With all of the debates going back and forth over the various practices and manufacturing techniques, (i.e: pu/pe vs. epoxy/ps, china vs. small business, hand finish vs. cnc pruduction) it seems almost impossible to reach a conclusion as to which materials and processes might work best. However, as a newer shaper, I am finding that my biggest challenges are not with the materials. The challenges for me are more about how I can get my project from design to finished product as accurately as well crafted as possible. Isn’t that what it’s really all about?
I’ve designed quite a few boards now. But, I still consider myself a novice to the craft. I’ve been researching the use of various machines for more accurate manufacturing. And, I am very curious as to why more shapers aren’t buying the raw material and manufacturing the board from raw material to finished product? I understand that a close tolerance blank makes for faster production if you are working mostly with hand tools. But, if garage-shapers and small business shapers could afford the machinery, wouldn’t it be possible to create better quality, higher precision boards than we can with the common hand tools used in a typical construction of a surfboard?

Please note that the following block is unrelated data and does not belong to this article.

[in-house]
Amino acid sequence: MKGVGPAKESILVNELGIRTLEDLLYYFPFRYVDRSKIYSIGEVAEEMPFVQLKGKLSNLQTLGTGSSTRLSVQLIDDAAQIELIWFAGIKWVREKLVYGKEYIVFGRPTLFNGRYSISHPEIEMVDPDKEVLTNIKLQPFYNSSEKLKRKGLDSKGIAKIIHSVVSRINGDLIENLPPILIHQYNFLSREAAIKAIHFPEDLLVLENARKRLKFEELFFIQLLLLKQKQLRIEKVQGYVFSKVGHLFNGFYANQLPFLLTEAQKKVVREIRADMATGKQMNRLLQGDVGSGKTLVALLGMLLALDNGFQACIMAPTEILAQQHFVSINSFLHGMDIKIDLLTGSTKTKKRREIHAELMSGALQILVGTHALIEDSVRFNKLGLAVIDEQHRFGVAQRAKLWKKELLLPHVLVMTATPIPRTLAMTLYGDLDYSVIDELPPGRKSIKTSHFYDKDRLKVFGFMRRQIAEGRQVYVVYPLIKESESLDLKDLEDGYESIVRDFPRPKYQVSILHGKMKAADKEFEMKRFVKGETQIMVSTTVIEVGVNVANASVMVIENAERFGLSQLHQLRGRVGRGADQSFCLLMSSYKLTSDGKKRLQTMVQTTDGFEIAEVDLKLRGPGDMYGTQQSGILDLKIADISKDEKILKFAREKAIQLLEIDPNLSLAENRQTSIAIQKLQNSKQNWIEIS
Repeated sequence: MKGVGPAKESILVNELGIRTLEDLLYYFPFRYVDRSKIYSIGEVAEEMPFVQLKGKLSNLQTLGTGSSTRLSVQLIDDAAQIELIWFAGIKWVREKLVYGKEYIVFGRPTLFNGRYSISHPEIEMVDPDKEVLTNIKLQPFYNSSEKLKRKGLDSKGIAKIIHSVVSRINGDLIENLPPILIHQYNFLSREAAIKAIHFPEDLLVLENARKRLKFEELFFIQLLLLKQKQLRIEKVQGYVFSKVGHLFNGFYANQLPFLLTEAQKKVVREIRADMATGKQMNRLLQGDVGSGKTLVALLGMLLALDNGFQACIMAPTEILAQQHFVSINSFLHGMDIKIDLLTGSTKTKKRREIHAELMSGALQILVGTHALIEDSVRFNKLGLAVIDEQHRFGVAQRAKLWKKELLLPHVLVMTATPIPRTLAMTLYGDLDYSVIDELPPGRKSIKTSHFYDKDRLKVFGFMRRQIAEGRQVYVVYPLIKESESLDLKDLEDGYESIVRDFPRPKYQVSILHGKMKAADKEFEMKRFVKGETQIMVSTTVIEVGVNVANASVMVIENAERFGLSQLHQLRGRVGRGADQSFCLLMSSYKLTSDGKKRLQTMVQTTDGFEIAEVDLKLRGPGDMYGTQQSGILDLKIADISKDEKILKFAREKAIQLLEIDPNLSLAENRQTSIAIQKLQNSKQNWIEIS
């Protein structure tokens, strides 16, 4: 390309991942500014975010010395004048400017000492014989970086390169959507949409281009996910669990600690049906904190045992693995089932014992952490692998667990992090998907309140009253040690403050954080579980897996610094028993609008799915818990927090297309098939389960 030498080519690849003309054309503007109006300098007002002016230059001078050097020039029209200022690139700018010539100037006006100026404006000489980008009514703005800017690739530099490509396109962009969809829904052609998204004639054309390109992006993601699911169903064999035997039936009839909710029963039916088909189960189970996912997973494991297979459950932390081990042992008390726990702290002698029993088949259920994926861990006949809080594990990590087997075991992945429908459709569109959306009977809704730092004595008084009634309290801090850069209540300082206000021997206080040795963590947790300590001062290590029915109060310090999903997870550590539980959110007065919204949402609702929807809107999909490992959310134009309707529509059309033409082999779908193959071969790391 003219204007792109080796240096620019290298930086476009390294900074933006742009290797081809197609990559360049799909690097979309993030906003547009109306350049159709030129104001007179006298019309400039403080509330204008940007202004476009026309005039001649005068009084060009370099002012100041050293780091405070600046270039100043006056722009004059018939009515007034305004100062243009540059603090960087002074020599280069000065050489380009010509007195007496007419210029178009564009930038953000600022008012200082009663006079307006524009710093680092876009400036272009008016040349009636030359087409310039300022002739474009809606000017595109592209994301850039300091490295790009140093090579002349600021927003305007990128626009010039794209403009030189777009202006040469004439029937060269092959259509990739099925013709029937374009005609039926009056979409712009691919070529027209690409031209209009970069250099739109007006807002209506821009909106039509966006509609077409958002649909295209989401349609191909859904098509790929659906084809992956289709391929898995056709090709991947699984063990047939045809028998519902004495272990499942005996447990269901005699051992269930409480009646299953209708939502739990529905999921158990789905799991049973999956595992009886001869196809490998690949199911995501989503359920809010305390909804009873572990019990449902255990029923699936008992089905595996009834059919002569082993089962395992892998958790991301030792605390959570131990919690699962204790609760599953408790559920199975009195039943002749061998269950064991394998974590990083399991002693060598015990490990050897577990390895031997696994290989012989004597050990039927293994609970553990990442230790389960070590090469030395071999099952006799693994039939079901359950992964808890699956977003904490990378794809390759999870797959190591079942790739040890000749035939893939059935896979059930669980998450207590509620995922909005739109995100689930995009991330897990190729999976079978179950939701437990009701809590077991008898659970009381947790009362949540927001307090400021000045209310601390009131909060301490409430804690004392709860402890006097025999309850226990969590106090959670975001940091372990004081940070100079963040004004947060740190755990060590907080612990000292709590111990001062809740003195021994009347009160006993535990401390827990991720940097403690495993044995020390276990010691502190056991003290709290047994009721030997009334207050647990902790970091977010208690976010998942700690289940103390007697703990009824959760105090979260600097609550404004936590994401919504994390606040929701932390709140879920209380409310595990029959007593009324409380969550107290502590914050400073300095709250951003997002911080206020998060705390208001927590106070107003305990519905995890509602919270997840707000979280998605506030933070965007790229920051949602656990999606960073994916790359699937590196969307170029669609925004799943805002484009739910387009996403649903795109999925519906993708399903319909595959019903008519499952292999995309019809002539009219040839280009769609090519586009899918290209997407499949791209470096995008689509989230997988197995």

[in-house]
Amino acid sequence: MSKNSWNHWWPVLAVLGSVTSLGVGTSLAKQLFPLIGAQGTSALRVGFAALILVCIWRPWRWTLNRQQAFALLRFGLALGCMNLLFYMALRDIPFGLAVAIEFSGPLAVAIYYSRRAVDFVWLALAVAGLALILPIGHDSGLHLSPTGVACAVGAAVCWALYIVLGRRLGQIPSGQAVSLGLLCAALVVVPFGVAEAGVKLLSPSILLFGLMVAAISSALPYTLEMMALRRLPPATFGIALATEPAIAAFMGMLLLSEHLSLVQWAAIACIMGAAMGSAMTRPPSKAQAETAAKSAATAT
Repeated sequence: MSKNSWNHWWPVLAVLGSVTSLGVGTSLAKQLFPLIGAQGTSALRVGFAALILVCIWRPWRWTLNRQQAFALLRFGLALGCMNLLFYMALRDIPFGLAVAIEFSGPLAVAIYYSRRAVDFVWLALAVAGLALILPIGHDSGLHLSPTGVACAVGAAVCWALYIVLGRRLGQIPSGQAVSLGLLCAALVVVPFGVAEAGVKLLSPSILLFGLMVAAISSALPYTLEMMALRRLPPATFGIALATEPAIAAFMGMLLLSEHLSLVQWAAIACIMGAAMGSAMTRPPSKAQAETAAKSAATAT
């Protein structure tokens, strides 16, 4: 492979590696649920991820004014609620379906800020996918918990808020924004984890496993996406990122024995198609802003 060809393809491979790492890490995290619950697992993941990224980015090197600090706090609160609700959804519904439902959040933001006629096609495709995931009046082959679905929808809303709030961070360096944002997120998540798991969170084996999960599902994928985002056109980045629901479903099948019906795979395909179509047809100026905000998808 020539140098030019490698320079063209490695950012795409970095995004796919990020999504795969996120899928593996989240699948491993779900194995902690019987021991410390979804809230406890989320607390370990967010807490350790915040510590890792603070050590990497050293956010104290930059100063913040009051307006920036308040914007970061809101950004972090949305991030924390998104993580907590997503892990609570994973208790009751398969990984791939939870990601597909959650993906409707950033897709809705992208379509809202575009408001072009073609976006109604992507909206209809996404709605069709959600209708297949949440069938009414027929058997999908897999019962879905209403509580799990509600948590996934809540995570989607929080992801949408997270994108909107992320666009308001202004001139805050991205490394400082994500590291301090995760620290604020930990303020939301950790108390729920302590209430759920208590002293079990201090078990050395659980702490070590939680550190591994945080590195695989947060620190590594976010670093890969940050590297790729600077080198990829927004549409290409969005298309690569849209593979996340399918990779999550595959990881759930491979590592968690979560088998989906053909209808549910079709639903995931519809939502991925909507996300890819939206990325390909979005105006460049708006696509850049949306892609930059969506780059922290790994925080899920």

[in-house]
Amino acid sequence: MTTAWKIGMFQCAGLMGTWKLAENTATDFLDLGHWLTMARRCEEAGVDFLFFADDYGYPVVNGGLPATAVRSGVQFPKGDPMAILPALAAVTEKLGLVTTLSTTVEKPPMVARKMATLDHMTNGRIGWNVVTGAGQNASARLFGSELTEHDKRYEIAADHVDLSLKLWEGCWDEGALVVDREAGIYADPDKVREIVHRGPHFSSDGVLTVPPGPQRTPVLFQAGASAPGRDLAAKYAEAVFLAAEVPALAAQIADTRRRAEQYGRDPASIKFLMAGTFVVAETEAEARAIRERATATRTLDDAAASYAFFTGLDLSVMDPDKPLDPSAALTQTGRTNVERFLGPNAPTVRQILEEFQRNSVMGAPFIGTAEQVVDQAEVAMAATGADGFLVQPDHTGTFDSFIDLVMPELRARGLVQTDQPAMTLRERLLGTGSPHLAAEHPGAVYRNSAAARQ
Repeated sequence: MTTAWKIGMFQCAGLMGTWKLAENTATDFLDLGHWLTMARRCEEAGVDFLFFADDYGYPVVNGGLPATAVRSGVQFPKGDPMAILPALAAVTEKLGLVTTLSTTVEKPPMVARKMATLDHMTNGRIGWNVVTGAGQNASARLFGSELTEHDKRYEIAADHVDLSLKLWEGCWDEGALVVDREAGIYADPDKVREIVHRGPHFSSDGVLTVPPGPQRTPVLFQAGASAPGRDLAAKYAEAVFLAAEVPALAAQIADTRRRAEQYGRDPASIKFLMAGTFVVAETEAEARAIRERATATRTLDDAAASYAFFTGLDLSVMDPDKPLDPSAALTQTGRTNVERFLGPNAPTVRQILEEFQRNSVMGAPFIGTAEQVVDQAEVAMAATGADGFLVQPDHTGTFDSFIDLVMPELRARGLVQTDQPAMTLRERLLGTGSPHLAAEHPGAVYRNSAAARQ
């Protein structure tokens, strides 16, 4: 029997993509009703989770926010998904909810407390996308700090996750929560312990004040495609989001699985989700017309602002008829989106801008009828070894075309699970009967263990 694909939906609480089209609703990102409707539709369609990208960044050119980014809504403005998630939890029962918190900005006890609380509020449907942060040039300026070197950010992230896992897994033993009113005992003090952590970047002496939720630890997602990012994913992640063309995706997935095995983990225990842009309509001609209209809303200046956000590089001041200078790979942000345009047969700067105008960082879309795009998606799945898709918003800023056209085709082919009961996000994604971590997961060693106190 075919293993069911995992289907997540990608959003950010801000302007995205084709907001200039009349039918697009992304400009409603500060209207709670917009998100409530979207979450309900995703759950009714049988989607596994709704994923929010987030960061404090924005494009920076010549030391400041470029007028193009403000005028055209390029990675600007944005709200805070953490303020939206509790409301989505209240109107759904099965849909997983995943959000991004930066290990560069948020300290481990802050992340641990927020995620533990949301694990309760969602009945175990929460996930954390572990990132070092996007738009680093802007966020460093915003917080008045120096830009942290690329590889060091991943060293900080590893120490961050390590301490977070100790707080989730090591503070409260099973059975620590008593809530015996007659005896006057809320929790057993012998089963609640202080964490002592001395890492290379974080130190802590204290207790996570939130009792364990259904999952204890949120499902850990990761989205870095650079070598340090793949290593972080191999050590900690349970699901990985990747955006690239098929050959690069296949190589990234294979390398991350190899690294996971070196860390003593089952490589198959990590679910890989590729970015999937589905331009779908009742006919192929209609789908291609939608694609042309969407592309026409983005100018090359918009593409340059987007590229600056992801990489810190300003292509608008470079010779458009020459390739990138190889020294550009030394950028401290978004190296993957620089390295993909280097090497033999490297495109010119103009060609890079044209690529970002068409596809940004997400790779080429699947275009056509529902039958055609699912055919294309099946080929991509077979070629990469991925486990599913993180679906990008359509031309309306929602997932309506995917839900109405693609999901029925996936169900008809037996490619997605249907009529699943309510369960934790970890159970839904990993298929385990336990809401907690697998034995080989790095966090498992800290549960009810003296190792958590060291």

I know I can get pretty precise with my calipers and sanding block. But, I know that a computer is going to be able to mirror a concave, or a rail or a box tail more precisely than I could ever do.
If a cnc machine was the same price as an electric planer, I’m pretty sure we’d all be the garage shaping “geek-squad”.
How do you account for the shaper’s “mana” projected in a hand shaped board? Just something to think about.
That is a great point. Is it possible to still capture that spirit of the shaper and his or her art without physically completing the passes? I feel like musicians and artists have successfully been able to translate their art-form. If you are applying your vision and carefully monitoring the process, isn’t that still applying your “mana”?
We aren’t doing it from the raw materials (that is, making our own blanks) for at least two good reasons:
One, it’s hideously toxic as Grubby made clear to everyone.
Two, it’s nigh-impossible for a garage operation to produce a decent blank, without inconsistencies such as weak spots, non-uniform density, and so on.